Supporting Health Care and Community-Based Organization Partnerships to Address Social Determinants of Health
Increasingly, health systems, providers, and payers recognize the significant influence that social factors such as housing, food insecurity, employment status, and transportation have on well-being and health care spending.
Gun violence is a public health crisis in the United States, with approximately 120,000 Americans injured or killed by guns each year. GIH surveyed Funding Partners in June 2018 to explore investments in gun violence prevention and found that health funders who support gun violence prevention efforts are investing in a wide range of prevention strategies, including support for high-risk populations and policy advocacy. The survey results have been compiled into a one-page summary infographic.
Health care is uniquely positioned to serve as an anchor sector because of its evolving mission toward more holistically addressing community and well-being, its stable role as one of the largest, community-rooted employers, and its mostly nonprofit and public status.
Technology has progressed by leaps and bounds since the turn of the 21st century, especially for consumers. Digital health innovations are rapidly being imagined, developed, and explored worldwide. While the potential of these technological tools is exhilarating, many questions remain regarding their development, efficacy, implementation, and place in the larger scheme of health grantmaking.
Upon hearing the words “you have cancer” many questions are apt to run through a patient’s mind. Key among them is: Where do I go to get the best care? Today, meaningful information to help patients answer this question is lacking. The California HealthCare Foundation is funding projects to try to fill this gap.
Health impact assessments offer an approach that helps build robust collaborations between health and other sectors by providing timely, accurate, and relevant information intended for use in real-time decisionmaking.
This field note describes Kaiser Permanente’s work at the intersection of obesity prevention, violence prevention/reduction, and, increasingly, social and emotional health. It focuses on Kaiser’s experience in advancing multidimensional community-based prevention efforts in Northern California, one of seven regions where it is undertaking this work.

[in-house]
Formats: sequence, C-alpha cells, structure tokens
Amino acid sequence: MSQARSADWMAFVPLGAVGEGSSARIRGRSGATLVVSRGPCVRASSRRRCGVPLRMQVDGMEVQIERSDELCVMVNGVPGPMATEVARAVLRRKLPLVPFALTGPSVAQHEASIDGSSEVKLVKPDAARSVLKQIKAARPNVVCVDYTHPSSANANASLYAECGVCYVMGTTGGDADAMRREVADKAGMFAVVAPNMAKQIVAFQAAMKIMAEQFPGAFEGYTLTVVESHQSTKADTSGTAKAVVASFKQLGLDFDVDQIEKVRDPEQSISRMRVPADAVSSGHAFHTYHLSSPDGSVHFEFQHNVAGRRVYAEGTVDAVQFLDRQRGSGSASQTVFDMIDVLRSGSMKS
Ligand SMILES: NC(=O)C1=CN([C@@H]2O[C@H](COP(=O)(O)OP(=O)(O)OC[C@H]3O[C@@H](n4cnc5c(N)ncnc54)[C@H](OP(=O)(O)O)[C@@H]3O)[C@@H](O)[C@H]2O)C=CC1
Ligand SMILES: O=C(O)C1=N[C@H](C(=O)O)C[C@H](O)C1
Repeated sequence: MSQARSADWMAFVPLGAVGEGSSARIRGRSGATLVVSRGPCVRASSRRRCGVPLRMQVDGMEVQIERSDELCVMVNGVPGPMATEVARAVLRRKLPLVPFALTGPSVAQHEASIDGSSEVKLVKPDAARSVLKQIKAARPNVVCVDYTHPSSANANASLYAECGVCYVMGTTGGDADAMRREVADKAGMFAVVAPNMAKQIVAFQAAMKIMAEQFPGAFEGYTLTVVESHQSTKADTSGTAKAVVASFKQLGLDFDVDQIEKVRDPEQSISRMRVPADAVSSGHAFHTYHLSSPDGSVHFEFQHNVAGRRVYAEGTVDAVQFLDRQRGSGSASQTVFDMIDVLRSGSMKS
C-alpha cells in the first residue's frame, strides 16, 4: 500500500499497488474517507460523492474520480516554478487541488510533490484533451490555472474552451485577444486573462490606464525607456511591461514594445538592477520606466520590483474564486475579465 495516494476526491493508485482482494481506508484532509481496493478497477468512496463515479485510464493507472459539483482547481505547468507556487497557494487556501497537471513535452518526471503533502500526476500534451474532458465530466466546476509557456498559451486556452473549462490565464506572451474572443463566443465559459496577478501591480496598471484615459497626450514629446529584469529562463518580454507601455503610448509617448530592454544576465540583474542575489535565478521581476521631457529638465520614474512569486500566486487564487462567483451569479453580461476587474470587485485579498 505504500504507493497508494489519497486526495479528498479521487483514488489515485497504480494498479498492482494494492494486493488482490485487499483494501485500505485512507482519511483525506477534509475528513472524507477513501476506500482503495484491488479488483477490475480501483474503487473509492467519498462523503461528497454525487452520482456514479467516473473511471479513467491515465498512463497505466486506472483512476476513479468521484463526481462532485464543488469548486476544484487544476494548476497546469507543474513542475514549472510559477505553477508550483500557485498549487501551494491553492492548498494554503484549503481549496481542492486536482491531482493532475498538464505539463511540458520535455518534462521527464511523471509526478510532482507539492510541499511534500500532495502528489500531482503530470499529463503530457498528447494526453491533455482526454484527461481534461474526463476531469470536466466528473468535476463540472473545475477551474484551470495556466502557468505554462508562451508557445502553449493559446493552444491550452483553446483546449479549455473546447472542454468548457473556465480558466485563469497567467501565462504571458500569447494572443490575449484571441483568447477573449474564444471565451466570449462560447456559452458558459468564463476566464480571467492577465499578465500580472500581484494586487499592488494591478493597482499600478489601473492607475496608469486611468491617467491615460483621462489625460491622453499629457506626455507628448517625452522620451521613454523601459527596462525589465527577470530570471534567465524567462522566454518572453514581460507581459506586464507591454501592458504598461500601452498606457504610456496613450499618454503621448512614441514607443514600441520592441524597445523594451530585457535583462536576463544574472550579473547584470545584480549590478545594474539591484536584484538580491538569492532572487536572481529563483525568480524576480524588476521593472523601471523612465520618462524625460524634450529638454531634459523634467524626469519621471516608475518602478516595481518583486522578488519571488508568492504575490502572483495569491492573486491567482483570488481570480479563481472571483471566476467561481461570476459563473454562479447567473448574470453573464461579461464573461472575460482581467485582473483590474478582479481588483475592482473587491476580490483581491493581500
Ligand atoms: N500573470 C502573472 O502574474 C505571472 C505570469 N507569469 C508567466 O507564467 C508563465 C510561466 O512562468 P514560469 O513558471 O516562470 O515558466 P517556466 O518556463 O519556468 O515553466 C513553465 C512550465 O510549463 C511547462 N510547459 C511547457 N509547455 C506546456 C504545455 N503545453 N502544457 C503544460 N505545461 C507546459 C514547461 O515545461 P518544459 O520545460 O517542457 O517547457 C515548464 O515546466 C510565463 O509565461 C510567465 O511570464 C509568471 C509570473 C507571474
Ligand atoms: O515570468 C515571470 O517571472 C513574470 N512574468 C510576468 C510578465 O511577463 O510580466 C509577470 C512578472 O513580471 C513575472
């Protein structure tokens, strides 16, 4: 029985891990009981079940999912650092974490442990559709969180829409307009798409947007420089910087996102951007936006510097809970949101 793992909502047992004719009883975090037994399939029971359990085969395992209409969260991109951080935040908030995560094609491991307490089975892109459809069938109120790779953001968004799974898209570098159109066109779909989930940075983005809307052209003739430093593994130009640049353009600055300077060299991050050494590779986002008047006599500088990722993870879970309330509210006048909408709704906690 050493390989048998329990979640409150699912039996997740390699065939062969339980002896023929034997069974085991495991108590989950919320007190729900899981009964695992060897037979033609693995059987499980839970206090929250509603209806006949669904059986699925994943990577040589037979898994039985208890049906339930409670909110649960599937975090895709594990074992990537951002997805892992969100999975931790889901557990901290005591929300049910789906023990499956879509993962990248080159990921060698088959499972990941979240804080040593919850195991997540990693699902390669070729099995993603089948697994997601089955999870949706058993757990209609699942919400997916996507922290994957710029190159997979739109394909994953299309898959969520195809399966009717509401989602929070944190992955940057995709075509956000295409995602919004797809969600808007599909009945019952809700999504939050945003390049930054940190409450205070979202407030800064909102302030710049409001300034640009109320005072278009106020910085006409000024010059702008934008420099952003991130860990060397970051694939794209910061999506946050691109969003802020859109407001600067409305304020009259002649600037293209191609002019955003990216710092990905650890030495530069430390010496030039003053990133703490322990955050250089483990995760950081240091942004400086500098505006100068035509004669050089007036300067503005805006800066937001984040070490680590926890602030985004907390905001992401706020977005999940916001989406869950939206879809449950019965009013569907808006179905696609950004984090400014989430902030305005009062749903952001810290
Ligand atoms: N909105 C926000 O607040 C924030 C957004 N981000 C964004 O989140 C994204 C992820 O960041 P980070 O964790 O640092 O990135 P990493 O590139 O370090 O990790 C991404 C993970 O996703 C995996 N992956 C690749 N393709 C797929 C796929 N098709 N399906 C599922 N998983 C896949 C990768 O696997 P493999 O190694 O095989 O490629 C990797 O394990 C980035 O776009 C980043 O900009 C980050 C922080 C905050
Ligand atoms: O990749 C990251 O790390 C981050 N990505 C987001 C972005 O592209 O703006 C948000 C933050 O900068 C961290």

Shorter lives and poorer health: this was the striking conclusion of leading public health experts convened by the National Research Council and the Institute of Medicine when examining the research evidence on how health and life expectancy in the United States compares to that of other high-income democracies around the world.
Although the health-related consequences of gun violence are undeniable, the need for stronger gun control policies to address these health outcomes is hotly contested. Is the field of health philanthropy particularly “gun shy” about engaging in the contentious policy debate surrounding gun control? A number of health funders have supported grants and initiatives related to violence prevention, but relatively few have explicitly recognized gun control as a health policy objective.
Within advocacy work, there exists a wide spectrum of strategies that can be employed to change or shape public policy. Yet, too often, nonprofit health organizations tend to limit themselves to a narrow range of strategies that typically includes education, policy/data analysis, and limited legislative advocacy. While these strategies are important to public policy work, they may not be enough to influence policymakers in today’s increasingly special interest and ideological-driven political system.
What do zombies, “Salad Man,” and Academy Award-nominated director Gus Van Sant have in common? They have all played a role in Northwest Health Foundation’s efforts to bring the importance of a fully functioning public health system into the hearts and minds of the people – especially the youth – of Oregon.
Public health has gained attention in Colorado over the last four years as a result of a partnership that includes health foundations, the Colorado School of Public Health, the state legislature, and state and local health agencies.